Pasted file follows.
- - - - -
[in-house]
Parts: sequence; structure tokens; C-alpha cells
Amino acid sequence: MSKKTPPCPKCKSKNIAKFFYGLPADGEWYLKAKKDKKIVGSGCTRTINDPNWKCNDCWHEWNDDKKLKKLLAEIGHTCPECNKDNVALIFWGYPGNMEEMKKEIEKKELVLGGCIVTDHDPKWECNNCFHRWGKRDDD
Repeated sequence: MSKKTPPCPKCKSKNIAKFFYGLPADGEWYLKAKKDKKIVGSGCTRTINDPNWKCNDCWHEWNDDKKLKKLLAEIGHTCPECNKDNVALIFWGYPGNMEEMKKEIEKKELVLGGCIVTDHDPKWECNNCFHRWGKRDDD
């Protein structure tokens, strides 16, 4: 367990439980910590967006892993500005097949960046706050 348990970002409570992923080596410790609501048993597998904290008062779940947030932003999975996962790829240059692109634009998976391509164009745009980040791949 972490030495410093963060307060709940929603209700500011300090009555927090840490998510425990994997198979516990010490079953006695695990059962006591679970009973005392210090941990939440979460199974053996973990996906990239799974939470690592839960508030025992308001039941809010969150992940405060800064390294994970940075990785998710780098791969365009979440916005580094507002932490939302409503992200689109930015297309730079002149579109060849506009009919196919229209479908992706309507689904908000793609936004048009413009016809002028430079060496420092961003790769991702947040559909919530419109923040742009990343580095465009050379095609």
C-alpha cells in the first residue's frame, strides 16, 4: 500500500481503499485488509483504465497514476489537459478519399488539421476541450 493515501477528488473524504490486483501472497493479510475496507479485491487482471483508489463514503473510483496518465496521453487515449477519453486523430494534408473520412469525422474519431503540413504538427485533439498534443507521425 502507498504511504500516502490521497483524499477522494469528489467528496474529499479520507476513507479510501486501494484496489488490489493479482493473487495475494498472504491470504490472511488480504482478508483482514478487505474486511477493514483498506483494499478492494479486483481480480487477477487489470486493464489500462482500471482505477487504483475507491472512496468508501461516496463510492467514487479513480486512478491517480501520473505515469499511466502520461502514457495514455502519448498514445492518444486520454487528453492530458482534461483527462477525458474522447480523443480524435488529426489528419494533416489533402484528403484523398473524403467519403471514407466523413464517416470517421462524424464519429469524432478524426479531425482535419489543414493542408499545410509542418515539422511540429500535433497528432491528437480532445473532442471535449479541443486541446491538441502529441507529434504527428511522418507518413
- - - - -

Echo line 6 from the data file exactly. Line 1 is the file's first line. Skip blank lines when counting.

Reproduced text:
C-alpha cells in the first residue's frame, strides 16, 4: 500500500481503499485488509483504465497514476489537459478519399488539421476541450 493515501477528488473524504490486483501472497493479510475496507479485491487482471483508489463514503473510483496518465496521453487515449477519453486523430494534408473520412469525422474519431503540413504538427485533439498534443507521425 502507498504511504500516502490521497483524499477522494469528489467528496474529499479520507476513507479510501486501494484496489488490489493479482493473487495475494498472504491470504490472511488480504482478508483482514478487505474486511477493514483498506483494499478492494479486483481480480487477477487489470486493464489500462482500471482505477487504483475507491472512496468508501461516496463510492467514487479513480486512478491517480501520473505515469499511466502520461502514457495514455502519448498514445492518444486520454487528453492530458482534461483527462477525458474522447480523443480524435488529426489528419494533416489533402484528403484523398473524403467519403471514407466523413464517416470517421462524424464519429469524432478524426479531425482535419489543414493542408499545410509542418515539422511540429500535433497528432491528437480532445473532442471535449479541443486541446491538441502529441507529434504527428511522418507518413